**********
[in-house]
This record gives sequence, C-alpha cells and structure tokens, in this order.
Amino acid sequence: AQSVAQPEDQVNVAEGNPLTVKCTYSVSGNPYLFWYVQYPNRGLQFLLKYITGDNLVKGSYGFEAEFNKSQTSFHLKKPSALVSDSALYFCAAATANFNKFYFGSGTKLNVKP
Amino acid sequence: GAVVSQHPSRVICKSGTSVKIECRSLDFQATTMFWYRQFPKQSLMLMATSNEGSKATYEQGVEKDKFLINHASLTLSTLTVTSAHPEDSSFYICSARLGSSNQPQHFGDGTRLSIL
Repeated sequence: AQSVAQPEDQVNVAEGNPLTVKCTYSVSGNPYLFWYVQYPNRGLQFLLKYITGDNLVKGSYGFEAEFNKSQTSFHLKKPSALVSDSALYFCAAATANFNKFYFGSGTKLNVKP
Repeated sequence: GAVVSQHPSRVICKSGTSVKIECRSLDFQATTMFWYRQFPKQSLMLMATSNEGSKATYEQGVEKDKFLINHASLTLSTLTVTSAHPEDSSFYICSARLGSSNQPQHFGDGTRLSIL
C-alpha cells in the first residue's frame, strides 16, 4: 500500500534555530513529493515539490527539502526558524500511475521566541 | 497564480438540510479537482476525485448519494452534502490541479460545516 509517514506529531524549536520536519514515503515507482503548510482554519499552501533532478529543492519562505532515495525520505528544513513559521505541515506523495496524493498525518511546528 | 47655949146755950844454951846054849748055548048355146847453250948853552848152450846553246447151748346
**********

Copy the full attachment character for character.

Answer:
[in-house]
This record gives sequence, C-alpha cells and structure tokens, in this order.
Amino acid sequence: AQSVAQPEDQVNVAEGNPLTVKCTYSVSGNPYLFWYVQYPNRGLQFLLKYITGDNLVKGSYGFEAEFNKSQTSFHLKKPSALVSDSALYFCAAATANFNKFYFGSGTKLNVKP
Amino acid sequence: GAVVSQHPSRVICKSGTSVKIECRSLDFQATTMFWYRQFPKQSLMLMATSNEGSKATYEQGVEKDKFLINHASLTLSTLTVTSAHPEDSSFYICSARLGSSNQPQHFGDGTRLSIL
Repeated sequence: AQSVAQPEDQVNVAEGNPLTVKCTYSVSGNPYLFWYVQYPNRGLQFLLKYITGDNLVKGSYGFEAEFNKSQTSFHLKKPSALVSDSALYFCAAATANFNKFYFGSGTKLNVKP
Repeated sequence: GAVVSQHPSRVICKSGTSVKIECRSLDFQATTMFWYRQFPKQSLMLMATSNEGSKATYEQGVEKDKFLINHASLTLSTLTVTSAHPEDSSFYICSARLGSSNQPQHFGDGTRLSIL
C-alpha cells in the first residue's frame, strides 16, 4: 500500500534555530513529493515539490527539502526558524500511475521566541 | 497564480438540510479537482476525485448519494452534502490541479460545516 509517514506529531524549536520536519514515503515507482503548510482554519499552501533532478529543492519562505532515495525520505528544513513559521505541515506523495496524493498525518511546528 | 47655949146755950844454951846054849748055548048355146847453250948853552848152450846553246447151748346